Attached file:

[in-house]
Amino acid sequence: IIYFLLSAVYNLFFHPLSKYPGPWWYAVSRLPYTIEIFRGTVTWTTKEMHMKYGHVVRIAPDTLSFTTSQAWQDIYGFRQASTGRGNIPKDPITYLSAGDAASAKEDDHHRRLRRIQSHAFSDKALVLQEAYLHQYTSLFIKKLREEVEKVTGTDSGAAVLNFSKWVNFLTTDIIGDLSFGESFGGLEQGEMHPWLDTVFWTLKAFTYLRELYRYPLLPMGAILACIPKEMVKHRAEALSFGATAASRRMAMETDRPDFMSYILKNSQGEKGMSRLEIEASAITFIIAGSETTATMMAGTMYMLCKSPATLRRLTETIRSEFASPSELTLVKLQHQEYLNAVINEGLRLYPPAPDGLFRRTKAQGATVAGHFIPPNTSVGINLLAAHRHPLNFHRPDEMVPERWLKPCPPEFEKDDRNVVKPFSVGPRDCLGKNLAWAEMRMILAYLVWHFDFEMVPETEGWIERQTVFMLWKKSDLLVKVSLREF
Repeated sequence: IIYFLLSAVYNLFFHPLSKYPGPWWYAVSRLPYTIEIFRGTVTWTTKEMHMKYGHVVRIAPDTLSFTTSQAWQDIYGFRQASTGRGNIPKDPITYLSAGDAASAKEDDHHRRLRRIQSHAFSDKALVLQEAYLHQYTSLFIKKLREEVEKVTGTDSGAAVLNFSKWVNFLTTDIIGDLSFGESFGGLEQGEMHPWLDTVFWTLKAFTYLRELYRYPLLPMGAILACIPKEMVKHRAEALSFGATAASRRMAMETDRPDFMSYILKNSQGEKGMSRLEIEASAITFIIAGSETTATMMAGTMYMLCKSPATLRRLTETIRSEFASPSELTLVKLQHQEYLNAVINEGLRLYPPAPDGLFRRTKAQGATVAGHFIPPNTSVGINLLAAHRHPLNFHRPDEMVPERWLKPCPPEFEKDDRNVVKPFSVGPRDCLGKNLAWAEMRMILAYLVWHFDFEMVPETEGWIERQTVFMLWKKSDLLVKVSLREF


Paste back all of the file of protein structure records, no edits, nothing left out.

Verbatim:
[in-house]
Amino acid sequence: IIYFLLSAVYNLFFHPLSKYPGPWWYAVSRLPYTIEIFRGTVTWTTKEMHMKYGHVVRIAPDTLSFTTSQAWQDIYGFRQASTGRGNIPKDPITYLSAGDAASAKEDDHHRRLRRIQSHAFSDKALVLQEAYLHQYTSLFIKKLREEVEKVTGTDSGAAVLNFSKWVNFLTTDIIGDLSFGESFGGLEQGEMHPWLDTVFWTLKAFTYLRELYRYPLLPMGAILACIPKEMVKHRAEALSFGATAASRRMAMETDRPDFMSYILKNSQGEKGMSRLEIEASAITFIIAGSETTATMMAGTMYMLCKSPATLRRLTETIRSEFASPSELTLVKLQHQEYLNAVINEGLRLYPPAPDGLFRRTKAQGATVAGHFIPPNTSVGINLLAAHRHPLNFHRPDEMVPERWLKPCPPEFEKDDRNVVKPFSVGPRDCLGKNLAWAEMRMILAYLVWHFDFEMVPETEGWIERQTVFMLWKKSDLLVKVSLREF
Repeated sequence: IIYFLLSAVYNLFFHPLSKYPGPWWYAVSRLPYTIEIFRGTVTWTTKEMHMKYGHVVRIAPDTLSFTTSQAWQDIYGFRQASTGRGNIPKDPITYLSAGDAASAKEDDHHRRLRRIQSHAFSDKALVLQEAYLHQYTSLFIKKLREEVEKVTGTDSGAAVLNFSKWVNFLTTDIIGDLSFGESFGGLEQGEMHPWLDTVFWTLKAFTYLRELYRYPLLPMGAILACIPKEMVKHRAEALSFGATAASRRMAMETDRPDFMSYILKNSQGEKGMSRLEIEASAITFIIAGSETTATMMAGTMYMLCKSPATLRRLTETIRSEFASPSELTLVKLQHQEYLNAVINEGLRLYPPAPDGLFRRTKAQGATVAGHFIPPNTSVGINLLAAHRHPLNFHRPDEMVPERWLKPCPPEFEKDDRNVVKPFSVGPRDCLGKNLAWAEMRMILAYLVWHFDFEMVPETEGWIERQTVFMLWKKSDLLVKVSLREF